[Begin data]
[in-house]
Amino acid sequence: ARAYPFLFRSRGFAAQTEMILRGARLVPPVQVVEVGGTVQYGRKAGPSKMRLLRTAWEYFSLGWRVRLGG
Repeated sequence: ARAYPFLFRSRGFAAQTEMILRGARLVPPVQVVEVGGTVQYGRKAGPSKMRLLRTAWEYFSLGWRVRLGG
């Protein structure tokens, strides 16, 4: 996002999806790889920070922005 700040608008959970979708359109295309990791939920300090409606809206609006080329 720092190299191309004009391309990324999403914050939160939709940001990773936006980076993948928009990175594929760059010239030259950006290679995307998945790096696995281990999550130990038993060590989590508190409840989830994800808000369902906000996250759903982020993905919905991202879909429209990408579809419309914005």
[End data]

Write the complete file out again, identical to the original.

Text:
[in-house]
Amino acid sequence: ARAYPFLFRSRGFAAQTEMILRGARLVPPVQVVEVGGTVQYGRKAGPSKMRLLRTAWEYFSLGWRVRLGG
Repeated sequence: ARAYPFLFRSRGFAAQTEMILRGARLVPPVQVVEVGGTVQYGRKAGPSKMRLLRTAWEYFSLGWRVRLGG
């Protein structure tokens, strides 16, 4: 996002999806790889920070922005 700040608008959970979708359109295309990791939920300090409606809206609006080329 720092190299191309004009391309990324999403914050939160939709940001990773936006980076993948928009990175594929760059010239030259950006290679995307998945790096696995281990999550130990038993060590989590508190409840989830994800808000369902906000996250759903982020993905919905991202879909429209990408579809419309914005």